IMG_3743IMG_3745 This project was very challenging to photograph as the brown keeps getting washed out. But, you can get the basic idea. This was supposed to be a stashbuster. I thought I had three skeins of the Knit One, Crochet Too Tartelette, but it turns out I had four. Two of the skeins were wound up into a ball together. I used about 3 and a quarter skeins. I wanted to use it all but it would have gotten way too long for a lightweight, mostly decorative scarf. I still don’t have an intended recipient for this one, so I think I will put it aside and then offer it around at Christmas. Maybe I can make a narrow drop stitch scarf with the last of it.

I am down to five WIPs! Definitely time to cast on something new! I am torn about what to start, though. On one hand, I would like to make something sort of mindless and easy. On the other hand, it might be nice to start something big that will be for me. I’m coping decently well but I’m still working my way through a very stressful quagmire. So, putting some effort into something special, for me, might be a good symbolic gesture. Maybe I will get started on that Drachenfels after all.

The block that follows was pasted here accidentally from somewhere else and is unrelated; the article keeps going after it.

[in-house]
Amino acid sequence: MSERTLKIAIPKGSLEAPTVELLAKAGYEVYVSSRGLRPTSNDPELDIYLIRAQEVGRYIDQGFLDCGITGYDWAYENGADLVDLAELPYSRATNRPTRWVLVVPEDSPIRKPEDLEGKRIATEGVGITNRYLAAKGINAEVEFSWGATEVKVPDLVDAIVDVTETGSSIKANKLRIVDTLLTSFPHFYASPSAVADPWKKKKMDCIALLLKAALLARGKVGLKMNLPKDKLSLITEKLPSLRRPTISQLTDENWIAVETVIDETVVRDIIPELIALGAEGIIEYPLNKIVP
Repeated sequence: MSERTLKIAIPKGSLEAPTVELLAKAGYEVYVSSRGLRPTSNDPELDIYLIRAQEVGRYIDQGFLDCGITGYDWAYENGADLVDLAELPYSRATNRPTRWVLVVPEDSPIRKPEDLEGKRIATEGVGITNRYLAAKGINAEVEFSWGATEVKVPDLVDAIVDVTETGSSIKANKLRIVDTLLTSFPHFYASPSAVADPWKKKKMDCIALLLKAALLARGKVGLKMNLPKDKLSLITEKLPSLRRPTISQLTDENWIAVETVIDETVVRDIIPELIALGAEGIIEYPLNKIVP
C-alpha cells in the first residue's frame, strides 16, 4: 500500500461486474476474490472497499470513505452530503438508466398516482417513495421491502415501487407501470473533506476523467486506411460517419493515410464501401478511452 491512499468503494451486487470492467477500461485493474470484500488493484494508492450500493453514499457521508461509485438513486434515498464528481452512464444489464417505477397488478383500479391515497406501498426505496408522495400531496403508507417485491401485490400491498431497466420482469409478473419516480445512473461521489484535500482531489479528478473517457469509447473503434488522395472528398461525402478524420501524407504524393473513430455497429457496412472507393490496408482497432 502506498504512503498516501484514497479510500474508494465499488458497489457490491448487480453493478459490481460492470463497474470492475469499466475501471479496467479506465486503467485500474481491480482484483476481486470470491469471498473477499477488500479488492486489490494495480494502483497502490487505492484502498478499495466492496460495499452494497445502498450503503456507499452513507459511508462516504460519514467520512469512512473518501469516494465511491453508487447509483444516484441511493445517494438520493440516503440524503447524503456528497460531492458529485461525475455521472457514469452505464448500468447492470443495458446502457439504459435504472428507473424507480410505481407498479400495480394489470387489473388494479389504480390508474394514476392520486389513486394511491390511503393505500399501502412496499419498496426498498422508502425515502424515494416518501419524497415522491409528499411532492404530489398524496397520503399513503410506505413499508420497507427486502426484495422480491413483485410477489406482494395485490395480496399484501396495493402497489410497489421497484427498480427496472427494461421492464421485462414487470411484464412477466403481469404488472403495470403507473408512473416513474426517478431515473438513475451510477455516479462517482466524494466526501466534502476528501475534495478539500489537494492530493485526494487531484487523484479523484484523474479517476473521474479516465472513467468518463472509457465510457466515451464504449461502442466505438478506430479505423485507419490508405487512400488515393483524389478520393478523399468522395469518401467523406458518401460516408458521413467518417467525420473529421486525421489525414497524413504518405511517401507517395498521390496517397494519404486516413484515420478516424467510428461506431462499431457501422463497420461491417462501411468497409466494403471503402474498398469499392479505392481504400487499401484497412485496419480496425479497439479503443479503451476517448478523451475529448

A brief update on my current situation: nothing is resolved, but I’m coping and doing what I need to do. I am getting treatment for my injuries from the car accident last week, and that is getting a little better. Thank you to everyone who read, commented, sent me support or good karma. I really appreciate every word and it all helps. Thank you!